On 20 January 2016 we hosted the Minister for the Arts, Senator the Honourable Mitch Fifield, giving him a tour of our preservation laboratories and showing him a number of collection items. We also briefed him on the need for additional resources to ensure the preservation and longevity of audiovisual formats that will soon be obsolete.
Also in January, we launched our online exhibition, Johnny O’Keefe: a little bit louder now, featuring rare audio and television clips along with the never-before-seen scrapbooks compiled by the singer’s mother, Thelma.
On 5 February 2016 we took Canberra audiences back to the music, television and dance of the mid-1960s in our Teenage Dream event. The feature program on the evening was the premier Canberra screening of episode #117 of the Australian television teenage music show, Go, which we had reconstructed and restored. The program was screened with advertisements from the period, followed by a Q&A with music legends, Normie Rowe, Little Pattie and the show’s Associate TV Producer, Dennis Smith.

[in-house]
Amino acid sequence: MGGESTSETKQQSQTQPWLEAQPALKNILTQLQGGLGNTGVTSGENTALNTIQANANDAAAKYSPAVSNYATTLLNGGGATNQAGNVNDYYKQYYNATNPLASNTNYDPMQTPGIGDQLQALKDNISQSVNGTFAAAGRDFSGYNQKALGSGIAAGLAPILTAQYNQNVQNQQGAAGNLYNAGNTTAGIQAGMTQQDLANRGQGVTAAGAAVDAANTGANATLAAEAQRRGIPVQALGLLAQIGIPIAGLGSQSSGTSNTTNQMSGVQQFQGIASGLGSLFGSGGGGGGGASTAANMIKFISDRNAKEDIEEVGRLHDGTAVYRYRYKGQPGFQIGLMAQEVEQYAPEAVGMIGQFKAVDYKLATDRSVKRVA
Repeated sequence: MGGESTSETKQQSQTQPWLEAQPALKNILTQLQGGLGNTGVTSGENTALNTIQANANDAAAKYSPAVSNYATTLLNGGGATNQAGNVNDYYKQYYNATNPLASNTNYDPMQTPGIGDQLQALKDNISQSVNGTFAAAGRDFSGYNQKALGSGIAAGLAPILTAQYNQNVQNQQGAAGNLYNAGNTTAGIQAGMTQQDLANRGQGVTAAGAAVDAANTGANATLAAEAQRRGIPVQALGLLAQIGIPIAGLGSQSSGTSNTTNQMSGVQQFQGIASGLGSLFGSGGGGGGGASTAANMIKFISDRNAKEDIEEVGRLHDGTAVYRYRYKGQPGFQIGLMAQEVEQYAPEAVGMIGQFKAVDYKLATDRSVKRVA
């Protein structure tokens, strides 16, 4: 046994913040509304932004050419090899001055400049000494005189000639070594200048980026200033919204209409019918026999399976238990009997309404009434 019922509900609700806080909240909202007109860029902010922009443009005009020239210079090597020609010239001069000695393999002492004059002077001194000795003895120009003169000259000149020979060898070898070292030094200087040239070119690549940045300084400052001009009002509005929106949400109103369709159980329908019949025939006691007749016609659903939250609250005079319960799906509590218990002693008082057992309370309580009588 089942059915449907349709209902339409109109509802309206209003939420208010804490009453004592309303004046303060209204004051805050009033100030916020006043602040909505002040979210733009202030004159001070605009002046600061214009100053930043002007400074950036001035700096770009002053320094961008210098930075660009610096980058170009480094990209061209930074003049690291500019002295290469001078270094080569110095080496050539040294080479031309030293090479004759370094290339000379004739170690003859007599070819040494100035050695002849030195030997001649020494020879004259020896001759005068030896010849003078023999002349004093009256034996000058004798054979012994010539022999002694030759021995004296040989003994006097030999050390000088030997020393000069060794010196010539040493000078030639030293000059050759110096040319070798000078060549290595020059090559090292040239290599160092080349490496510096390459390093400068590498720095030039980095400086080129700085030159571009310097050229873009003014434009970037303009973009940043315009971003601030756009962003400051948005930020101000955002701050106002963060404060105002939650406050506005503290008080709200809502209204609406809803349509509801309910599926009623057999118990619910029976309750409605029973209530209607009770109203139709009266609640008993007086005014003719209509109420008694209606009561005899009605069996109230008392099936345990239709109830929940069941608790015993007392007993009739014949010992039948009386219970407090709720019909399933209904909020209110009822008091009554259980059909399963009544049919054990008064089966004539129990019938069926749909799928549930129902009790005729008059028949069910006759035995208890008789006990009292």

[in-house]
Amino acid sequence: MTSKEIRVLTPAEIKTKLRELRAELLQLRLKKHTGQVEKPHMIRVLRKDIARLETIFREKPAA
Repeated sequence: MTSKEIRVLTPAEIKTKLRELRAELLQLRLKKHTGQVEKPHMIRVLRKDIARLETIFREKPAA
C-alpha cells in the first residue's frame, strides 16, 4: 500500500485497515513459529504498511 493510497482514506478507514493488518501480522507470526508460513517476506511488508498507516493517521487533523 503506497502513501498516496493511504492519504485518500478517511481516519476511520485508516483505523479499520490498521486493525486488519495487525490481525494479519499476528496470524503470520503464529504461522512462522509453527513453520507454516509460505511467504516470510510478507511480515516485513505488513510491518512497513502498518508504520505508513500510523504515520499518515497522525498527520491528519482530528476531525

The NFSA’s Melbourne office relocated into the ACMI X headquarters based in the Southbank – facilitating greater collaboration and information-sharing between ACMI and the NFSA.
On Monday 6 June 2016 we signed a memorandum of understanding (MoU) with the Australian Centre for the Moving Image (ACMI) in Melbourne. The MoU outlines how we will work together on future joint activities and initiatives.
We also successfully finalised our first NFSA Restores crowdfunding campaign which raised over $25,000 to fund the digital restoration of the film, Proof (Jocelyn Moorhouse, 1991).